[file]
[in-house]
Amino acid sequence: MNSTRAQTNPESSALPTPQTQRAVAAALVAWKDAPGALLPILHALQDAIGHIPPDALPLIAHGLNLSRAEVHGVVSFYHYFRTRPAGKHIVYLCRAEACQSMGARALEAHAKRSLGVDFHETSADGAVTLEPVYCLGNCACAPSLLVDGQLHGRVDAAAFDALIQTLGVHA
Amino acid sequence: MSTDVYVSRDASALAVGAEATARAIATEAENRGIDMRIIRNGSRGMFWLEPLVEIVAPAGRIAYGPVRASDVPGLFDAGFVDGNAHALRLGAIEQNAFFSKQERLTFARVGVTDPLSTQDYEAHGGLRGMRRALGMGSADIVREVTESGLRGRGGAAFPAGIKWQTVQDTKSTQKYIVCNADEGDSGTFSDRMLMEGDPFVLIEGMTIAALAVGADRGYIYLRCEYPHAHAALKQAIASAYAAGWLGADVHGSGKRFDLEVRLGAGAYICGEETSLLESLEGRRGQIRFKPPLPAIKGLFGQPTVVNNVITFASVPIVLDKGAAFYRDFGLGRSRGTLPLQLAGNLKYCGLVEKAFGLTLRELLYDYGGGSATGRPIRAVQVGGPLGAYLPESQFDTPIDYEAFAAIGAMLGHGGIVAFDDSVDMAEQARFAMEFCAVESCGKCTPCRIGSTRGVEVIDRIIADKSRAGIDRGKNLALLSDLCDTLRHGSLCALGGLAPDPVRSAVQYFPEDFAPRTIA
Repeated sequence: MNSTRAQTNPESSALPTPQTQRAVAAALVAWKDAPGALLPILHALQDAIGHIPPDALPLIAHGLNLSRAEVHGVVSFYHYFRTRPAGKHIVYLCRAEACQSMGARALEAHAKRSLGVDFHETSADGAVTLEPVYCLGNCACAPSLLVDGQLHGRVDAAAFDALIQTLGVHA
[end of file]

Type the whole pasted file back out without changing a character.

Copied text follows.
[in-house]
Amino acid sequence: MNSTRAQTNPESSALPTPQTQRAVAAALVAWKDAPGALLPILHALQDAIGHIPPDALPLIAHGLNLSRAEVHGVVSFYHYFRTRPAGKHIVYLCRAEACQSMGARALEAHAKRSLGVDFHETSADGAVTLEPVYCLGNCACAPSLLVDGQLHGRVDAAAFDALIQTLGVHA
Amino acid sequence: MSTDVYVSRDASALAVGAEATARAIATEAENRGIDMRIIRNGSRGMFWLEPLVEIVAPAGRIAYGPVRASDVPGLFDAGFVDGNAHALRLGAIEQNAFFSKQERLTFARVGVTDPLSTQDYEAHGGLRGMRRALGMGSADIVREVTESGLRGRGGAAFPAGIKWQTVQDTKSTQKYIVCNADEGDSGTFSDRMLMEGDPFVLIEGMTIAALAVGADRGYIYLRCEYPHAHAALKQAIASAYAAGWLGADVHGSGKRFDLEVRLGAGAYICGEETSLLESLEGRRGQIRFKPPLPAIKGLFGQPTVVNNVITFASVPIVLDKGAAFYRDFGLGRSRGTLPLQLAGNLKYCGLVEKAFGLTLRELLYDYGGGSATGRPIRAVQVGGPLGAYLPESQFDTPIDYEAFAAIGAMLGHGGIVAFDDSVDMAEQARFAMEFCAVESCGKCTPCRIGSTRGVEVIDRIIADKSRAGIDRGKNLALLSDLCDTLRHGSLCALGGLAPDPVRSAVQYFPEDFAPRTIA
Repeated sequence: MNSTRAQTNPESSALPTPQTQRAVAAALVAWKDAPGALLPILHALQDAIGHIPPDALPLIAHGLNLSRAEVHGVVSFYHYFRTRPAGKHIVYLCRAEACQSMGARALEAHAKRSLGVDFHETSADGAVTLEPVYCLGNCACAPSLLVDGQLHGRVDAAAFDALIQTLGVHA